Tuesday, March 18, 2014

CNN standards missing along with Malaysia flight 370.

Its no secret that CNN has been milking the missing Malaysia flight 370 story more than any other news organization. And who can blame them? Their ratings have been at a 20 year low and getting worse ( and for good reason) but since flight 370 has gone missing, they've seen their ratings almost double both for daytime and evening viewers. And that clearly has sent a signal to the executives at CNN to milk it for all its worth,  not only, by their own admission with wall to wall coverage, but also with constant rehashing of days old news, repackaged as "breaking news" and anchors asking questions so stupid some paid experts, like former chair of the NTSB Jim Francis, could barely hide his contempt, at times giving only one word answers to the more ridiculous questions of CNN anchors.

To give credit where credit is due, CNN has assembled some of the most knowledgeable and intelligent experts available from the always interesting, to the point, no nonsense Richard Quest, to former 777 pilots, accident investigators and former NSTB crash investigators and officials.

The problem, as it always is with CNN, has been with their anchors, most of them either constantly shilling for CNN's coverage as Don Lemon and Wolf Blitzer do repeatedly ( "stay tuned for our wall to wall coverage, coverage you can ONLY get here on CNN")   or asking one insipid or rehashed question after another which their guests politely try to answer as if they are worth asking ( and also because they are being paid)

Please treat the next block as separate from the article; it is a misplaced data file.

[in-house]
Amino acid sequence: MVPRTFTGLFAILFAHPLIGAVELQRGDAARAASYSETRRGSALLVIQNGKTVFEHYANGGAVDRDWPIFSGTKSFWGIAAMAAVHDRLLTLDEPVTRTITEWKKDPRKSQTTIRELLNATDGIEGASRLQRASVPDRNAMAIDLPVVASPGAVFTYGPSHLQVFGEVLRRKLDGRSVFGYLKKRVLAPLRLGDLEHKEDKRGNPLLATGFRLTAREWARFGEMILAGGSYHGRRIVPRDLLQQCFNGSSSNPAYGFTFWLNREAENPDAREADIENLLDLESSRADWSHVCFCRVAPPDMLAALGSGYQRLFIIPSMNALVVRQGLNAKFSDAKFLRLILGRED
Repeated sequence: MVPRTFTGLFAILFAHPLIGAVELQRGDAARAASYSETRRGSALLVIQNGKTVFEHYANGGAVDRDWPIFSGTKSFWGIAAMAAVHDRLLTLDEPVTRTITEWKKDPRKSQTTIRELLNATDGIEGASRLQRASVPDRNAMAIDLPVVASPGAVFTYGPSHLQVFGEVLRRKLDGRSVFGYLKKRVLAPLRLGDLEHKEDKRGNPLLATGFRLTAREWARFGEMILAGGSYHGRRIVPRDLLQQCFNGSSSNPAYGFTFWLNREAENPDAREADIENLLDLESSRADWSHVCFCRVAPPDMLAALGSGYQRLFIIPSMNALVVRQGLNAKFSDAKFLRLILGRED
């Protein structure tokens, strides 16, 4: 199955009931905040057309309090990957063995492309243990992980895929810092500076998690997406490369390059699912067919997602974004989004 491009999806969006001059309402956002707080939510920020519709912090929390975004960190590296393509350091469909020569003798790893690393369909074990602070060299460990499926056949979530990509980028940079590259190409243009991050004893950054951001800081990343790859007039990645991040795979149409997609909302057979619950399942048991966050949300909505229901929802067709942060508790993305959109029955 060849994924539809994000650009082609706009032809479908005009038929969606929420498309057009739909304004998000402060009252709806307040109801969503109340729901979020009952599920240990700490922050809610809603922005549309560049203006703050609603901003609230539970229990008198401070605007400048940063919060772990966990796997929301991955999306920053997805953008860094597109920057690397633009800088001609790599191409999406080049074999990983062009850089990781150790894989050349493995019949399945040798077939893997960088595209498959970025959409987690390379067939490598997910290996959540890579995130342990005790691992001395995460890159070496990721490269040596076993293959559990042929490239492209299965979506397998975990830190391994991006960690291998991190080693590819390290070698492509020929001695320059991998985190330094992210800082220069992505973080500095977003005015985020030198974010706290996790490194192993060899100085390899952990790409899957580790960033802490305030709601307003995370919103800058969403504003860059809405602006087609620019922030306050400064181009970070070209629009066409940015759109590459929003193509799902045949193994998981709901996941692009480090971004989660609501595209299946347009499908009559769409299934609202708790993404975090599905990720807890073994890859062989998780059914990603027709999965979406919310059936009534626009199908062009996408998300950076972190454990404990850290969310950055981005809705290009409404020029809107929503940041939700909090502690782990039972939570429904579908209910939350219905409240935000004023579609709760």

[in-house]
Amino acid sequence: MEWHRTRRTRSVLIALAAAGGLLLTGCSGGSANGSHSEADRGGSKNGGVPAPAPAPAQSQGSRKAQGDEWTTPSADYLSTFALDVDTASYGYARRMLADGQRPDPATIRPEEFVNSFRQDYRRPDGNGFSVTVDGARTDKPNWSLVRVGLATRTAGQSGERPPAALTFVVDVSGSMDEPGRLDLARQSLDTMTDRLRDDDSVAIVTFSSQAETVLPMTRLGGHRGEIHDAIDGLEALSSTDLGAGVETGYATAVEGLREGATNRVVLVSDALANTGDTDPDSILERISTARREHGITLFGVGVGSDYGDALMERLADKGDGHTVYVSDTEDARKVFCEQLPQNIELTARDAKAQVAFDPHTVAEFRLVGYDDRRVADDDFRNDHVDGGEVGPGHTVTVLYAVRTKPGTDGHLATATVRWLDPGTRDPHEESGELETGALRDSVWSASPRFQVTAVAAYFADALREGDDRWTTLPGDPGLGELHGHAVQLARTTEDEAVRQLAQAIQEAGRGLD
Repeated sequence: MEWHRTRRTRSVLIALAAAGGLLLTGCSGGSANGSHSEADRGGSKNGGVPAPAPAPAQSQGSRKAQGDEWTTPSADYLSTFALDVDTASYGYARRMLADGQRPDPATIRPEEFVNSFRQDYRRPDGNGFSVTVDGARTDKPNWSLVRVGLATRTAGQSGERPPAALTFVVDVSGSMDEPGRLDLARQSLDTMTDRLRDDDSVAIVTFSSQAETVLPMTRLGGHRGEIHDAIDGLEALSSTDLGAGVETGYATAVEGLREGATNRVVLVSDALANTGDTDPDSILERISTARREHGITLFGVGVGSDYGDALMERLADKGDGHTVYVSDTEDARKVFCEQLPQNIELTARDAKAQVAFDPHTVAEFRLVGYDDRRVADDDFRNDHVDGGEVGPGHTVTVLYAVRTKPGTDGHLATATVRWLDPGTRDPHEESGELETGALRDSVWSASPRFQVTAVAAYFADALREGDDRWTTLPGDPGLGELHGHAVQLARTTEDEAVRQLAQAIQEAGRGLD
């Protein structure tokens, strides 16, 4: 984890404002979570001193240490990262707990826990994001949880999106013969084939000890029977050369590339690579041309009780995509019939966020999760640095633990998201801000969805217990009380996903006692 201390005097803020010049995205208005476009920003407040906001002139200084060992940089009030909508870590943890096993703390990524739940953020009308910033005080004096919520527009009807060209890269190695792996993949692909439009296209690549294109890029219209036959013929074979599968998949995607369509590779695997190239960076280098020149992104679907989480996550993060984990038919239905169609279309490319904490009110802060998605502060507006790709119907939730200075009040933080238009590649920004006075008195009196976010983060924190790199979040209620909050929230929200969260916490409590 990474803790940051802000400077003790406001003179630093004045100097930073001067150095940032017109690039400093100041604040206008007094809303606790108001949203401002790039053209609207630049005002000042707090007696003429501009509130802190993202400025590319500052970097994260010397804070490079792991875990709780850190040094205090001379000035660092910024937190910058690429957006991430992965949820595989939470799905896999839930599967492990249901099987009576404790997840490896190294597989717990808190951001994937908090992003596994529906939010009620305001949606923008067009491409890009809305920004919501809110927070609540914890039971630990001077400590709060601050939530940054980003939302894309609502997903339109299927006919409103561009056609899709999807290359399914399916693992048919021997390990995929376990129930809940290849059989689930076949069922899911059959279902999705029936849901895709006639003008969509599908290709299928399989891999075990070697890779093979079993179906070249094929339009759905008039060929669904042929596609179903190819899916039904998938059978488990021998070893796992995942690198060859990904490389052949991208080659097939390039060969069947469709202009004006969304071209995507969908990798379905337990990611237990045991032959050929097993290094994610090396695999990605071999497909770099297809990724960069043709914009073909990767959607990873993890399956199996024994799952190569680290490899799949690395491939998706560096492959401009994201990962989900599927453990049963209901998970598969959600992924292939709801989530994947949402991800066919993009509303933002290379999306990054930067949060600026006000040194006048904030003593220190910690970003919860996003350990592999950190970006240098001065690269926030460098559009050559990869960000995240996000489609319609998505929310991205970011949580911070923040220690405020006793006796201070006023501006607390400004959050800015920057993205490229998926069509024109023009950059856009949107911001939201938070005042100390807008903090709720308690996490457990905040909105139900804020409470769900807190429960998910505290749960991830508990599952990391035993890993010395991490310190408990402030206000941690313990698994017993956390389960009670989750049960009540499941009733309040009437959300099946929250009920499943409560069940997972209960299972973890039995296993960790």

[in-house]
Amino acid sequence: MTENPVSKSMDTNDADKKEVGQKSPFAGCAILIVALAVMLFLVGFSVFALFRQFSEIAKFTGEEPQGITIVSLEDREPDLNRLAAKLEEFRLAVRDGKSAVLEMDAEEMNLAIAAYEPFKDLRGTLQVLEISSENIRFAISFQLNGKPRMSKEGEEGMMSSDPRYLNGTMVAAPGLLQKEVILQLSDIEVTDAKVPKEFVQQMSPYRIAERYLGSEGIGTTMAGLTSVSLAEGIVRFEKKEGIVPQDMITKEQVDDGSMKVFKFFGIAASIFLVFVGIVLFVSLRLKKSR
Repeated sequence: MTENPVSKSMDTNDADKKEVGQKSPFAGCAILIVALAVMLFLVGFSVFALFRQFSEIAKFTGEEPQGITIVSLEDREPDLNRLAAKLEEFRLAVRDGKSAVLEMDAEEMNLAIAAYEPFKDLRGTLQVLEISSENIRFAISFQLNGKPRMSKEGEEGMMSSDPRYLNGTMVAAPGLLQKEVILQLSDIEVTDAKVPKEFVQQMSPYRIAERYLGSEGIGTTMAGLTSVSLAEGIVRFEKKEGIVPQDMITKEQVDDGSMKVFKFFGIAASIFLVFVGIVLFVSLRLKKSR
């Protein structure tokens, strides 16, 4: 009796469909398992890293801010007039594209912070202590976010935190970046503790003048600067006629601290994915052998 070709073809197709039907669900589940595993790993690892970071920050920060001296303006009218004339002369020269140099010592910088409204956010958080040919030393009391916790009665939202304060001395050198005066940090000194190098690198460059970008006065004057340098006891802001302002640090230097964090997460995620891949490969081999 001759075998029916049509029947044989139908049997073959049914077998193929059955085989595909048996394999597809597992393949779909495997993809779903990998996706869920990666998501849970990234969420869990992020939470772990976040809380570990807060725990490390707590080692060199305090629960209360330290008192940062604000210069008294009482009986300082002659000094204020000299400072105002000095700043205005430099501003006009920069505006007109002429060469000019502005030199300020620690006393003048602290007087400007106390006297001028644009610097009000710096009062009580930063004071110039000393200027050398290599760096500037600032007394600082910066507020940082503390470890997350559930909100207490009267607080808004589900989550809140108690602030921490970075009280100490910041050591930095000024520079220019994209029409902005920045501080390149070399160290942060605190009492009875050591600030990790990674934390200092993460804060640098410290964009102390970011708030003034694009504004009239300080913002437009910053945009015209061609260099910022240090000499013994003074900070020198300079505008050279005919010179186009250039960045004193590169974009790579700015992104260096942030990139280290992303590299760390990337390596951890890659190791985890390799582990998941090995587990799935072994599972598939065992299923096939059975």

Over the weekend we had the up and down voice inflections and endless emoting of Frederika Whitfield who couldn't seem to ask a question without interupting and  stepping all over the answer. She insisted on inserting days old information, possibly for the benefit of those watching who may have been in a coma and hearing about this for the first time, in the middle of a guests answer  and it seemed clear these were directions coming to her probably from some producer.

After interrupting one former 777 pilot who was making a good point so as to interject something that had nothing to do with the point the pilot was trying to make, the pilot went back to his point, then tried to add another as Whitfield  interrupted him again to go to someone else. When the pilot said he wanted to make one more point Whitefield's reply was, "Ok,  make it quick". Because, you know, the show must go on.

Taking over for Whitfield, Don Lemon anchored two hours of coverage like he was a substitute teacher for a bunch of first graders, holding up a small hobby shop replica of a Boeing 777 and pointing out how they were going to talk about every aspect of the plane,  "from the nose ( pointing to the nose) , the wings, (pointing to the wings), underneath the plane ( turning the plane and pointing underneath) and the rear" (pointing to the rear).

Then before a commercial break we were informed by Lemon just how great CNN's coverage is and how they will be covering "every angle" of this story non-stop (assume there was no pun intended).

It got even sillier when Lemon informed us the panel was now going to answer " your Twitter questions" .Lemon promised that the next hour was going to be devoted " to you, our audience". And for anyone who had any doubts CNN was turning this into a cross between a circus and a game show, Lemon actually said, " and after the break we'll be going to our "lightning round" to get to as many questions as we possible". No kidding. They did a lightning round.